Lasse Hallström’s Oscar-winning adaptation of John Irving’s novel won Michael Caine his second Academy Award, for his moving portrayal of a WWII-era abortion doctor and de facto father to an orphanage of unwanted children. Tobey Maguire is among his charges, an apprentice who reluctantly discovers, under the stern but caring Caine, he has a gift for medicine—that is, before he meets Charlize Theron and decides to venture out into the world. As coming-of-age journeys go, Cider House Rules is as faithful to the tropes as it is provocative, thanks to a balanced if still hot-button dramatization of the pro-choice vs. pro-life debate—Irving also wrote the Oscar-winning screen adaptation. The drama’s refusal to shy away from the issue, set in an age when coat-hook procedures were the norm, polarized critics and viewers alike. Hallström gently presents both sides via the film’s characterizations, aided by a terrific supporting cast including Paul Rudd, Delroy Lindo and Erykah Badu. Still, the film is largely, and lovingly, about a young man finding his way.—Amanda Schurr


crooklyn.jpg 43. Crooklyn
Year: 1994
Director: Spike Lee 
In this Spike Lee joint about growing up in 1970s Brooklyn, Alfre Woodard plays one hell of a matriarch. Her only daughter Troy (Zelda Harris) is really the protagonist, but their close relationship is what ensures the survival of their family. Troy had quite a bit on her plate: In addition to a severe lack of privacy, a brother who struggled with black eyed pea phobia at the dinner table, and everyday drama on her 1970s Brooklyn block, she suffered from some pretty scary nightmares. In one scene (presented in that classic Spike Lee dolly shot) Snuffy the crackhead (played by Lee) and his one-armed buddy Right Hand Man chase Troy through the streets in the middle of the night and force her to get high. Luckily for Troy, in her waking life, she steered clear of brown paper bags and glue.—Paste Staff


mash.jpg 42. M*A*S*H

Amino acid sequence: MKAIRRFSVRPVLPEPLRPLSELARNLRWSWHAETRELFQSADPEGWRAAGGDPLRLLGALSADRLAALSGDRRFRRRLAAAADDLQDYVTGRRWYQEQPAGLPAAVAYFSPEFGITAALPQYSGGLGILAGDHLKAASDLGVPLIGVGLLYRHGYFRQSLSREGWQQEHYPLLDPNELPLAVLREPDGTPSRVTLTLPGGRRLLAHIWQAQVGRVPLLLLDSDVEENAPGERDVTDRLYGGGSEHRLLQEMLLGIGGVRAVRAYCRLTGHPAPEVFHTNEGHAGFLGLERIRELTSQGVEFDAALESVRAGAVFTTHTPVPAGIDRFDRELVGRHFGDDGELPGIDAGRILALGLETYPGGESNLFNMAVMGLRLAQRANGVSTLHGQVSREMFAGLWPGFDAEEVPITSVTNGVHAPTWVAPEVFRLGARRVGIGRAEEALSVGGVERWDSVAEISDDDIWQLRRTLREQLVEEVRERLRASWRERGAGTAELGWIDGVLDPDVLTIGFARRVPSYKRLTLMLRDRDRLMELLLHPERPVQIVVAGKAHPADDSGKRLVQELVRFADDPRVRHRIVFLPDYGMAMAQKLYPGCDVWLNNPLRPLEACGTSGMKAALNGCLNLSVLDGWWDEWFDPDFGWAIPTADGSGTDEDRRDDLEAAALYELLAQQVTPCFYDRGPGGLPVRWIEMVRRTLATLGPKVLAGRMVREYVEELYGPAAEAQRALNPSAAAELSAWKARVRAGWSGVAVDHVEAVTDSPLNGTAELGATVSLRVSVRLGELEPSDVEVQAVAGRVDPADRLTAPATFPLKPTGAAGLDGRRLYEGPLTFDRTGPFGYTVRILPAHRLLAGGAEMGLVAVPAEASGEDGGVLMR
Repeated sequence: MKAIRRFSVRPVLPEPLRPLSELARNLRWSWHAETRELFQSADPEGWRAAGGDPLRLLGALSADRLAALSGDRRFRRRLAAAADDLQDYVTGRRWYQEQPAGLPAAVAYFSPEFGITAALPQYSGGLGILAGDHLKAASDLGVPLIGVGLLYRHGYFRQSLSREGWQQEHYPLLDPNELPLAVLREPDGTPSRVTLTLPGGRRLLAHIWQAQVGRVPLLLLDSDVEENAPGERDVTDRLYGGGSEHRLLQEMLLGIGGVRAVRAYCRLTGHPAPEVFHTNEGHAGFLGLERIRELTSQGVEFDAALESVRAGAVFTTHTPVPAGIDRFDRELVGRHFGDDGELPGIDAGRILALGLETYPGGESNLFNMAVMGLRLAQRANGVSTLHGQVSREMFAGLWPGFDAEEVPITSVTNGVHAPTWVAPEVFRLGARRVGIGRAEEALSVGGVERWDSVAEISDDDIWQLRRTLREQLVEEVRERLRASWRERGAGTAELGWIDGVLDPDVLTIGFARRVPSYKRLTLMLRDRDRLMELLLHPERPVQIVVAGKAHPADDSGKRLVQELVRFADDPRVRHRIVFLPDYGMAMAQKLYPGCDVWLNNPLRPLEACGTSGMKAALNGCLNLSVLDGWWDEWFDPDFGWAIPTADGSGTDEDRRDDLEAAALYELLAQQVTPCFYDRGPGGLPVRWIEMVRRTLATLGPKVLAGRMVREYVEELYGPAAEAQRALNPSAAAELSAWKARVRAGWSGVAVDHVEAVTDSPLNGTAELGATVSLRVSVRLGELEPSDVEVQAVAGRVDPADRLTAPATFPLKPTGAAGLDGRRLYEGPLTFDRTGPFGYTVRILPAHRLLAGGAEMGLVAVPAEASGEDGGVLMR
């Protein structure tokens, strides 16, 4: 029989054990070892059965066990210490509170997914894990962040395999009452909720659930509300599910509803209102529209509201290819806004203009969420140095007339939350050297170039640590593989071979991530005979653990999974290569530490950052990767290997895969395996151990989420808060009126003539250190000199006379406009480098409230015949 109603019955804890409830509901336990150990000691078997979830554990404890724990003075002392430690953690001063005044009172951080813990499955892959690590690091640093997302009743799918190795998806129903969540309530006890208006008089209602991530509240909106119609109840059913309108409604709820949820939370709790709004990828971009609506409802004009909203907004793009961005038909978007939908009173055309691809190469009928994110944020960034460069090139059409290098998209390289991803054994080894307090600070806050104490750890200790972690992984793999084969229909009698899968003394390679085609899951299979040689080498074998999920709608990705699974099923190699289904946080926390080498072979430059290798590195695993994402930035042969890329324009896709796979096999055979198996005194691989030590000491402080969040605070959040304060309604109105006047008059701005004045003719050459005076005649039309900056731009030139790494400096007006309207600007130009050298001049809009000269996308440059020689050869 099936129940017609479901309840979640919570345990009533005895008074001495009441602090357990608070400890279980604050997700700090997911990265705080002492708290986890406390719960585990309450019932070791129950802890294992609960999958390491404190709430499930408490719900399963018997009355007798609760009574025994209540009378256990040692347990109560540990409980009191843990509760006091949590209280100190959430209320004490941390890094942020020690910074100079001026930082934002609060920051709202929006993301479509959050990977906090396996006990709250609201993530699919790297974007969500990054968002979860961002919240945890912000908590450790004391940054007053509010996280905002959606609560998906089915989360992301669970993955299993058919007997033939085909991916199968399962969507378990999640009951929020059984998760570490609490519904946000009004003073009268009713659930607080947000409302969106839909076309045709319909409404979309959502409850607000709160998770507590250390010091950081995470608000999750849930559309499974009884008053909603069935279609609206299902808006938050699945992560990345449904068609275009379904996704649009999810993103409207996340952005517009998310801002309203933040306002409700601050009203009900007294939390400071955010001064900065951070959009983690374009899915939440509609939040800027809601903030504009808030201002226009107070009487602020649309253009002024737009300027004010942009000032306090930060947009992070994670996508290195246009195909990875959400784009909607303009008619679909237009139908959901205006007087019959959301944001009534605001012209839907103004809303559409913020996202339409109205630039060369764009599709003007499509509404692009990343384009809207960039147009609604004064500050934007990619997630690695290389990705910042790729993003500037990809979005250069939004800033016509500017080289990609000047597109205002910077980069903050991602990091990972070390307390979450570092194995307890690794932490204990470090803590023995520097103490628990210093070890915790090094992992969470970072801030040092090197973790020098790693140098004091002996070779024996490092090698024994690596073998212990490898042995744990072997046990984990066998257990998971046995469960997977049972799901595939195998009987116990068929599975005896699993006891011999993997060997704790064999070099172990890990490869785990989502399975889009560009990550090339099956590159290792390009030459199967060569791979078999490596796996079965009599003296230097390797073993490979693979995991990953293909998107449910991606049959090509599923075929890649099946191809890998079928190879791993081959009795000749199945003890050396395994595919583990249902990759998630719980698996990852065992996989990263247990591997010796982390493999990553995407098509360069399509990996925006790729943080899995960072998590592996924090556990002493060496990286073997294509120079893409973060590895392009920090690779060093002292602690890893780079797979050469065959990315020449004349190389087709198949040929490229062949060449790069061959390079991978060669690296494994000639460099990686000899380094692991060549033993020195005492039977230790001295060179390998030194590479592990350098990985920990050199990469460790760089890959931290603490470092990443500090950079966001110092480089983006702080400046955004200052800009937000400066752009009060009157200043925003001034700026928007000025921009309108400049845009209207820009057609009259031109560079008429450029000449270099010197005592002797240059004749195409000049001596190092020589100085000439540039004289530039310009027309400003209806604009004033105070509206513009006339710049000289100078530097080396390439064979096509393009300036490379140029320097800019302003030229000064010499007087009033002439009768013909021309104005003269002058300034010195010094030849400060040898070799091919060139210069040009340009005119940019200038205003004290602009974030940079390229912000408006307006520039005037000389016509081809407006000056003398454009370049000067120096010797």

Year: 1970
Director: Robert Altman
Considering that it became the basis of a beloved (and long-running) CBS sitcom, it’s easy to forget how revolutionary the original M*A*S*H film was at the time of its release. Certainly, more than 40 years after it first scandalized moviegoers, this 1970 black comedy about the exploits of a Korean War-era surgical hospital not only stands as one of the most subversive portraits of war ever put to film but also as one of the flat-out, most hilarious movies ever made. Boasting a script consisting almost entirely of improv, a major comedic set piece centered on a suicide attempt and the first utterance of the word “fuck” in a mainstream film, M*A*S*H redefined the American comedy and promptly secured director Robert Altman’s status as the ultimate actor’s director.—Mark Rozeman


mavis.jpg 41. Mavis!
Year: 2016
Director: Jessica Edwards
Mavis! celebrates the remarkable career of Mavis Staples, one that started when the woodsy-throated Chicagoan was only 16, backed on guitar by her father Roebuck “Pops” Staples, and belting out the religious standard “Uncloudy Day.” Just as Greg Kot’s biography avoided the temptation to focus on scandal fodder, Jessica Edwards’ movie avoids the easy path of relying on celebrities to deliver on-camera testimonials about how terrific Mavis is. The filmmaker trusted that the audience could figure that out from the plentiful performance clips, so she only used talking-head interviews if the subjects had worked directly with Mavis and could advance the narrative. The result is one of the best music documentaries of this decade. The film includes the scene of Mavis receiving her first Grammy Award in 2011; she looked up overhead and said, “It’s all because of you, Pop, that I am here. You built the foundation, and I’m still working on the building.” The picture ends with Mavis and her recent producer Jeff Tweedy fleshing out Pops’ final recordings, which he left unfinished when he died in 2000.—Geoffrey Himes


the-green-mile.jpg 40. The Green Mile
Year: 1999
Director: Frank Darabont
John Coffey is a hulking, deep-voiced man who was wrongfully convicted of the murder and rape of two girls. But while Coffey was intimidating in size and build, Michael Clarke Duncan had no trouble shining an enviable understanding of the physical world across the silver screen in his lengthy conversations with Tom Hanks’ character, Paul Edgecomb. For Coffey, prison wasn’t necessarily a place that held him back. The concrete walls and iron bars instead blocked out all the hurt and evil going on outside for this tragic, Christ-like figure.—Tyler Kane